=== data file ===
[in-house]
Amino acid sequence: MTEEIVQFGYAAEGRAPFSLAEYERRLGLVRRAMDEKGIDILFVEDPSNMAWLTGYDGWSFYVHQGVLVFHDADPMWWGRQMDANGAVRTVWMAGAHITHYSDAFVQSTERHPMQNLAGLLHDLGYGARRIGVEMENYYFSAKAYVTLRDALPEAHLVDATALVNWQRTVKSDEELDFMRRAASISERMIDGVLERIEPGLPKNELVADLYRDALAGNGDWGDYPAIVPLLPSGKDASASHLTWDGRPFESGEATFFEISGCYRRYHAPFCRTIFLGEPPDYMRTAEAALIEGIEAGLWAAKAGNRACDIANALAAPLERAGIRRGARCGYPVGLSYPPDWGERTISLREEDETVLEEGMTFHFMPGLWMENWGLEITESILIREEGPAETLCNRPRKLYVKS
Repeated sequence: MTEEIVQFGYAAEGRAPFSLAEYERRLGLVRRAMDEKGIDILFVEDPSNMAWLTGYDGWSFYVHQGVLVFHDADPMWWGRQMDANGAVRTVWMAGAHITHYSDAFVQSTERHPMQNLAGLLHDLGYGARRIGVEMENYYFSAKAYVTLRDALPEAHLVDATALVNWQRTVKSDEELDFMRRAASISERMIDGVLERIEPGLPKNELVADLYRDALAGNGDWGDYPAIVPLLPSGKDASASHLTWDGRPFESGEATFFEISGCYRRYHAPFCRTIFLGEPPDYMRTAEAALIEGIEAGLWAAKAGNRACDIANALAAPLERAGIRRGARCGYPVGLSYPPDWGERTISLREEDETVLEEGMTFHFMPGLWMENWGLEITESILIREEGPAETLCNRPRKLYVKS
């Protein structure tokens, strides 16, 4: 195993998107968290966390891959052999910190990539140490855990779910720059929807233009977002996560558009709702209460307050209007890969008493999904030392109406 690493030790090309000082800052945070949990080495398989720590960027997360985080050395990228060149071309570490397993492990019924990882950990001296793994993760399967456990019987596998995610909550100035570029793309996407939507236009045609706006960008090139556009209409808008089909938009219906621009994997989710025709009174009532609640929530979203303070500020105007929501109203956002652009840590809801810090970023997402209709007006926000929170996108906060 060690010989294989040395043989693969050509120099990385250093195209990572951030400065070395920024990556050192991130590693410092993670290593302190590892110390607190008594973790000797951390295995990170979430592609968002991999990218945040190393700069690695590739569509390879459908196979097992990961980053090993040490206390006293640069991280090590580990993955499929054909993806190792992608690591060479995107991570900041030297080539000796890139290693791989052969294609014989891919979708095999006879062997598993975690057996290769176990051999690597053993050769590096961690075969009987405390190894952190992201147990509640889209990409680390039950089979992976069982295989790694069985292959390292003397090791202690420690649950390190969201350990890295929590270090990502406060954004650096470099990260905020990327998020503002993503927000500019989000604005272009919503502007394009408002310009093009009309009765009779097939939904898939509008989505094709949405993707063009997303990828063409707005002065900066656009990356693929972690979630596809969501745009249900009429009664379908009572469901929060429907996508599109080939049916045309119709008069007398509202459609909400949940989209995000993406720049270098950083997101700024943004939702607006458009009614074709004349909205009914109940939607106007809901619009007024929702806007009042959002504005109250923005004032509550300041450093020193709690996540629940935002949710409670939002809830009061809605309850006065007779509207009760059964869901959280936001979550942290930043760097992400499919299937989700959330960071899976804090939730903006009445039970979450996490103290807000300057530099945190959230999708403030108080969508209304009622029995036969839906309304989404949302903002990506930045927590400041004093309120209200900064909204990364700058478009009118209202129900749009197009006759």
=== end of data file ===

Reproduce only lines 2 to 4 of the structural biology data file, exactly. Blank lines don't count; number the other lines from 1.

Amino acid sequence: MTEEIVQFGYAAEGRAPFSLAEYERRLGLVRRAMDEKGIDILFVEDPSNMAWLTGYDGWSFYVHQGVLVFHDADPMWWGRQMDANGAVRTVWMAGAHITHYSDAFVQSTERHPMQNLAGLLHDLGYGARRIGVEMENYYFSAKAYVTLRDALPEAHLVDATALVNWQRTVKSDEELDFMRRAASISERMIDGVLERIEPGLPKNELVADLYRDALAGNGDWGDYPAIVPLLPSGKDASASHLTWDGRPFESGEATFFEISGCYRRYHAPFCRTIFLGEPPDYMRTAEAALIEGIEAGLWAAKAGNRACDIANALAAPLERAGIRRGARCGYPVGLSYPPDWGERTISLREEDETVLEEGMTFHFMPGLWMENWGLEITESILIREEGPAETLCNRPRKLYVKS
Repeated sequence: MTEEIVQFGYAAEGRAPFSLAEYERRLGLVRRAMDEKGIDILFVEDPSNMAWLTGYDGWSFYVHQGVLVFHDADPMWWGRQMDANGAVRTVWMAGAHITHYSDAFVQSTERHPMQNLAGLLHDLGYGARRIGVEMENYYFSAKAYVTLRDALPEAHLVDATALVNWQRTVKSDEELDFMRRAASISERMIDGVLERIEPGLPKNELVADLYRDALAGNGDWGDYPAIVPLLPSGKDASASHLTWDGRPFESGEATFFEISGCYRRYHAPFCRTIFLGEPPDYMRTAEAALIEGIEAGLWAAKAGNRACDIANALAAPLERAGIRRGARCGYPVGLSYPPDWGERTISLREEDETVLEEGMTFHFMPGLWMENWGLEITESILIREEGPAETLCNRPRKLYVKS
């Protein structure tokens, strides 16, 4: 195993998107968290966390891959052999910190990539140490855990779910720059929807233009977002996560558009709702209460307050209007890969008493999904030392109406 690493030790090309000082800052945070949990080495398989720590960027997360985080050395990228060149071309570490397993492990019924990882950990001296793994993760399967456990019987596998995610909550100035570029793309996407939507236009045609706006960008090139556009209409808008089909938009219906621009994997989710025709009174009532609640929530979203303070500020105007929501109203956002652009840590809801810090970023997402209709007006926000929170996108906060 060690010989294989040395043989693969050509120099990385250093195209990572951030400065070395920024990556050192991130590693410092993670290593302190590892110390607190008594973790000797951390295995990170979430592609968002991999990218945040190393700069690695590739569509390879459908196979097992990961980053090993040490206390006293640069991280090590580990993955499929054909993806190792992608690591060479995107991570900041030297080539000796890139290693791989052969294609014989891919979708095999006879062997598993975690057996290769176990051999690597053993050769590096961690075969009987405390190894952190992201147990509640889209990409680390039950089979992976069982295989790694069985292959390292003397090791202690420690649950390190969201350990890295929590270090990502406060954004650096470099990260905020990327998020503002993503927000500019989000604005272009919503502007394009408002310009093009009309009765009779097939939904898939509008989505094709949405993707063009997303990828063409707005002065900066656009990356693929972690979630596809969501745009249900009429009664379908009572469901929060429907996508599109080939049916045309119709008069007398509202459609909400949940989209995000993406720049270098950083997101700024943004939702607006458009009614074709004349909205009914109940939607106007809901619009007024929702806007009042959002504005109250923005004032509550300041450093020193709690996540629940935002949710409670939002809830009061809605309850006065007779509207009760059964869901959280936001979550942290930043760097992400499919299937989700959330960071899976804090939730903006009445039970979450996490103290807000300057530099945190959230999708403030108080969508209304009622029995036969839906309304989404949302903002990506930045927590400041004093309120209200900064909204990364700058478009009118209202129900749009197009006759």